Silicon Nanowires prepared by Metal-Assisted Chemical Etching have been nanopatterned into periodic and aperiodic array geometries displaying functionality at visible wavelengths using top-down planar processing techniques. Broadband photoluminescense enhancement up to approximately one order of magnitude is measured from golden-angle spiral arrays over a wide parameter space.
We present a novel approach for the direct synthesis of ultrathin Si nanowires (NWs) exhibiting room temperature light emission. The synthesis is based on a wet etching process assisted by a metal thin film. The thickness-dependent morphology of the metal layer produces uncovered nanometer-size regions which act as precursor sites for NW formation. The process is cheap, fast, maskless and compatible with Si technology. Very dense arrays of long (several micrometers) and small (diameter of 5–9 nm) NWs have been synthesized. An efficient room temperature luminescence, visible with the naked eye, is observed when NWs are optically excited, exhibiting a blue-shift with decreasing NW size in agreement with quantum confinement effects. A prototype device based on Si NWs has been fabricated showing a strong and stable electroluminescence at low voltages. The relevance and the perspectives of the reported results are discussed, opening the route toward novel applications of Si NWs.
Controllable and uniform doping of nanowires (NWs) is the ultimate challenge prior to their effective application. Si NWs amorphize and bend toward the impinging ions under ion irradiation as a result of viscous flow. We demonstrate that thermal annealing induces a full recovery of the crystalline phase corresponding to the unbending of the NWs. The competition between Solid Phase Epitaxy and Random Nucleation and Growth at the nanoscale is the key parameter controlling the recovery.
We demonstrated the heteroepitaxial growth of single-crystal faceted Ge nanowires (NWs) by electron-beam evaporation on top of Si(111) substrates. Despite the non-ultrahigh vacuum growth conditions, scanning electron microscope and transmission elec- tron microscope images show that NWs have specific crystallographic growth directions (111), (110), and (112) and that specific surface crystallographic planes (111) or (110) correspond to the (110) and (112) growth directions. Moreover, we studied in detail the Ge NWs structural properties. The temperature dependence of the NW length and of the frequency of each crystallographic orientation has been elucidated. Finally, the microscopic growth mechanisms have been investigated.
The growth mechanisms of epitaxial Si nanowires (NWs) grown by electron beam evaporation (EBE) and catalyzed through gold droplets are identified. NWs are seen to grow both from adsorbed Si atoms diffusing from the substrate and forming a dip around them, and from directly impinging atoms. The growth of a 2D planar layer competing with the axial growth of the NWs is also observed and the experimental parameters determining which of the two processes prevails are identified. NWs with (111), (100) and (110) orientation have been found and the growth rate is observed to have a strong orientation dependence, suggesting a microscopic growth mechanism based on the atomic ordering along (110) ledges onto (111)-oriented terraces. By properly changing the range of experimental conditions we demonstrate how it is possible to favor the axial growth of the NWs, define their length and control their crystallographic orientation.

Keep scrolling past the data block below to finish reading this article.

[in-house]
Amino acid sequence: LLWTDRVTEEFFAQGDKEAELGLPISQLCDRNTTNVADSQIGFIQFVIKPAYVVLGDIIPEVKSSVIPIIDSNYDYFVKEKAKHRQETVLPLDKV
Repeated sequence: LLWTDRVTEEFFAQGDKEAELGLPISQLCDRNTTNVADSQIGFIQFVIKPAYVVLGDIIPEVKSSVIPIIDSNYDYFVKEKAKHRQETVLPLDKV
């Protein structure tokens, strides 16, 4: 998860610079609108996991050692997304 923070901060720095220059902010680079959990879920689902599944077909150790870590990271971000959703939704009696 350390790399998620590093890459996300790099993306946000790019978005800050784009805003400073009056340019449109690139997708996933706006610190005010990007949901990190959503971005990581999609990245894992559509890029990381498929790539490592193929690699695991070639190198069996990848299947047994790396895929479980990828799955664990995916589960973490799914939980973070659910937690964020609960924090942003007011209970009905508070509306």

We have elucidated the mechanism for B migration in the amorphous (a-) Si network. B diffusivity in a-Si is much higher than in crystalline Si; it is transient and increases with B concentration up to 2 x 1020 B/cm3. At higher density, B atoms in a-Si quickly precipitate. B diffusion is indirect, mediated by dangling bonds (DB) present in a-Si. The density of DB is enhanced by B accommodation in the a-Si network and decreases because of a-Si relaxation. Accurate data simulations allow one to extract the DB diffusivity, whose activation energy is 2.6 eV. Implications of these results are discussed.
B clustering in amorphous Si D. De Salvador, G. Bisognin, M. Di Marino, E. Napolitani, A. Carnera, S. Mirabella, E. Pecora, E. Bruno, F. Priolo, H. Graoui, M. A. Foad, F. Boscherini The Journal of Vacuum Science and Technology B 26, 382 (2008)
The authors have investigated the role of the Si excess on the photoluminescence properties of Er doped substoichiometric SiOx layers. They demonstrate that the Si excess has two competing roles: when agglomerated to form Si nanoclusters Si-nc’s it enhances the Er excitation efficiency but it also introduces new nonradiative decay channels. When Er is excited through an energy transfer from Si-nc’s, the beneficial effect on the enhanced excitation efficiency prevails and the Er emission increases with increasing Si content. However, when pumped resonantly, the Er luminescence intensity always decreases with increasing Si content. These data are presented and their implications are discussed.